Their parents are too young to remember World War II. Many of their grandparents have died.
But for some students from Halle, Cologne and Hanover, the history of the Nazi era is not so distant, thanks to their own engagement with the past.
On Dec. 6, students from these three cities — one located in the former East Germany, the others in what was West Germany — received awards for their efforts to confront history and build civil society.
The students were among 201 groups who submitted projects in a student competition, “Remembering for the Past and the Future — In Dialogue for Tolerance.”
Winners were chosen by a jury of prominent academics from across Germany, including Peter Brand, professor at the Institute for Modern German and European History, Wolfgang Benz, director of the Center for Research on Anti-Semitism, and Alexander von Platow, director of the Institute for History and Biography.
The competition is the first of its kind sponsored by film director Steven Spielberg’s Survivors of the Shoah Visual History Foundation, together with the German publisher Cornelsen and the giant communications firm Bertelsmann. The Shoah foundation has produced a CD-ROM for German schools consisting of interviews with Holocaust survivors and eye-witnesses.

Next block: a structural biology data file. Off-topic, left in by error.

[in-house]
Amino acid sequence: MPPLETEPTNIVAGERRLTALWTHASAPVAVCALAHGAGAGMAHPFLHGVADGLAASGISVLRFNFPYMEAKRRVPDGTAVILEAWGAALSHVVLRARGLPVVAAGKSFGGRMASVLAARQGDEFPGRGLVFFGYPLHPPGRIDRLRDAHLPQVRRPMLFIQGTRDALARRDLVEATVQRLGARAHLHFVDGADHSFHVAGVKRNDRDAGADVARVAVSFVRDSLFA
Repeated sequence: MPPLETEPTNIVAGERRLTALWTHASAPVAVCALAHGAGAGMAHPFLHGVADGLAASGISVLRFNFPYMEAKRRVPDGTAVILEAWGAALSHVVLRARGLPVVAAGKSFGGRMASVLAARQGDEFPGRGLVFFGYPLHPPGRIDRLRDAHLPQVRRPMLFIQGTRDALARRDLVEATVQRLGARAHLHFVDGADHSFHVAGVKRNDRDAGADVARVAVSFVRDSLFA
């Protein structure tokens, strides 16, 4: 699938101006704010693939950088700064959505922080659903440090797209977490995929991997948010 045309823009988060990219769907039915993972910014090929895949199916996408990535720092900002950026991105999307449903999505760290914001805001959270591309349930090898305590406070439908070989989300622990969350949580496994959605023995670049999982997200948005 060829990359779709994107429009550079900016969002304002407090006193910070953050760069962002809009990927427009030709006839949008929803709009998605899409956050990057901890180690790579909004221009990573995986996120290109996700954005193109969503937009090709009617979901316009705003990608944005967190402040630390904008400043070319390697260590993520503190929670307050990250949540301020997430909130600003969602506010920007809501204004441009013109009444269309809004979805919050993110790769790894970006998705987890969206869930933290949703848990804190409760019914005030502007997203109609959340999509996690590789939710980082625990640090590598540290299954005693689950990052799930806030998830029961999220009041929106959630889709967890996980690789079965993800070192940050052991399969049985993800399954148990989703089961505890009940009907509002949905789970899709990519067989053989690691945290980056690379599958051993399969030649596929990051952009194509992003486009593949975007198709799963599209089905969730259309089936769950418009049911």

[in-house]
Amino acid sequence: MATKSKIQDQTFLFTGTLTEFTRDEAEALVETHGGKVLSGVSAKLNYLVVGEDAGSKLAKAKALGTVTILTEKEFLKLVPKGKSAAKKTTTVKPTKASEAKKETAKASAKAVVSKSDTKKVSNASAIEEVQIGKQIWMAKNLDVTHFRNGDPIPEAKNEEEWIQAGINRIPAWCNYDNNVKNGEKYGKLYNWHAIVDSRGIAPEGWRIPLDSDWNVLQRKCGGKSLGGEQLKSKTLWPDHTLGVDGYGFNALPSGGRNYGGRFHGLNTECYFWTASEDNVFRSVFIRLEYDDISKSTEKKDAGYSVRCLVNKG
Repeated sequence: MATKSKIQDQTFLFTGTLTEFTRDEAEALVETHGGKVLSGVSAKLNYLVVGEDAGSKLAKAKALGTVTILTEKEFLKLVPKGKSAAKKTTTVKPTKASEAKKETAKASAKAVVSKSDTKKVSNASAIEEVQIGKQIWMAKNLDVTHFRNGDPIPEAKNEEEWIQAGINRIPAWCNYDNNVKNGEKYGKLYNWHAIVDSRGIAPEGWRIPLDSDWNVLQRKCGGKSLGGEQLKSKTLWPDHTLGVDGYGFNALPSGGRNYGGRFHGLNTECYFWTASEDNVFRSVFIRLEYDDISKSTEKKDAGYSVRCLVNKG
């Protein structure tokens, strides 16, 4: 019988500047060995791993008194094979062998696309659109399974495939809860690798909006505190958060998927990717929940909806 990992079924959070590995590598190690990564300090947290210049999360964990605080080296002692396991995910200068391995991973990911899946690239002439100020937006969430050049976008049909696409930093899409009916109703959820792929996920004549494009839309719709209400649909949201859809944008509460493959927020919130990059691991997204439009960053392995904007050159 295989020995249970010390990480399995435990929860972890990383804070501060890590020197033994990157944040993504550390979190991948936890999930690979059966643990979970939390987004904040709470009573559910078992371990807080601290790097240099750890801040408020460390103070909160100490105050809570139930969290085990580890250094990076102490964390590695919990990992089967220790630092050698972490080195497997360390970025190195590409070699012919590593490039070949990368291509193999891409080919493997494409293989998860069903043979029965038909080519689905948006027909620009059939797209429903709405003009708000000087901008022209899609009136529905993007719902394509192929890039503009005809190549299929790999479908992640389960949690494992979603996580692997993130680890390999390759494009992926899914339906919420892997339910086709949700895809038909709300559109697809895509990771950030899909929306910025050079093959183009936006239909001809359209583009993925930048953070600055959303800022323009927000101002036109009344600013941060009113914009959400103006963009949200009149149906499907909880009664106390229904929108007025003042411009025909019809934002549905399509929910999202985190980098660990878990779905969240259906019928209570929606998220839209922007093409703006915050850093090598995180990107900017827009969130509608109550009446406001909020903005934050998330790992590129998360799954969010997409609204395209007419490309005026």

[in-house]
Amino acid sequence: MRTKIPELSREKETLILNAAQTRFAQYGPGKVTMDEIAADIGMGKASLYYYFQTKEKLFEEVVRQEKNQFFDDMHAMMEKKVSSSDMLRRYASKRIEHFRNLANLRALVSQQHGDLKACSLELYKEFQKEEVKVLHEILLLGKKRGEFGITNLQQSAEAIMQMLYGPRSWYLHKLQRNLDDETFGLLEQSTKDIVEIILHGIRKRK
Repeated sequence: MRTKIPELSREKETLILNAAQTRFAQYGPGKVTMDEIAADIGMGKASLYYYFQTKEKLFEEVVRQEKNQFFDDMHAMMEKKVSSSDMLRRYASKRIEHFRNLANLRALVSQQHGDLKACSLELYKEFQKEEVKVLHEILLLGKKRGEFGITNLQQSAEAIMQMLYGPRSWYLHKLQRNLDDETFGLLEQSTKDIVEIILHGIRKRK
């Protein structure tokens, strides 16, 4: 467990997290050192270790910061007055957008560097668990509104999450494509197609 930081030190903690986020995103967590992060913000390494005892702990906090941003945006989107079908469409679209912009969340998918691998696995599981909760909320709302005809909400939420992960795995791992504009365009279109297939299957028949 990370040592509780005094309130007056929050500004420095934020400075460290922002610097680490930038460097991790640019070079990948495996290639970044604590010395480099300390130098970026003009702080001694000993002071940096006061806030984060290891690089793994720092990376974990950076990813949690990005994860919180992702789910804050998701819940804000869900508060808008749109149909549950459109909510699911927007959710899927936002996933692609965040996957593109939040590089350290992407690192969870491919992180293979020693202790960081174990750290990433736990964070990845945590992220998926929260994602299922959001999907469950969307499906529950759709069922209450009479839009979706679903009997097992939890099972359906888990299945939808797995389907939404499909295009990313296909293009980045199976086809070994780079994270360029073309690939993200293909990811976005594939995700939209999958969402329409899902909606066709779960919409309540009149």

The top three projects received prizes of $3,000, $2,000 and $1,000. The winners are required to spend at least half to support the continuation of their work.
The first prize went to students from the Gesamtschule Muehlenberg in Hanover, who put on a performance — together with Jewish and Arab teenagers from Israel — of Gotthold Ephraim Lessing’s 1779 play about religious tolerance, “Nathan the Wise.”
“We took Lessing’s ideas about tolerance into the present day,” teacher Reinhard Tegtmeier-Blanck said, “not only to show tolerance, but to experience tolerance itself.”
In the brief documentary shown at the award ceremony, one could see interactions between the Jewish, Arab and German students as they rehearsed and performed together in all three languages. Tegtmeier-Blanck said the prize money will be shared with the Israeli students’ schools.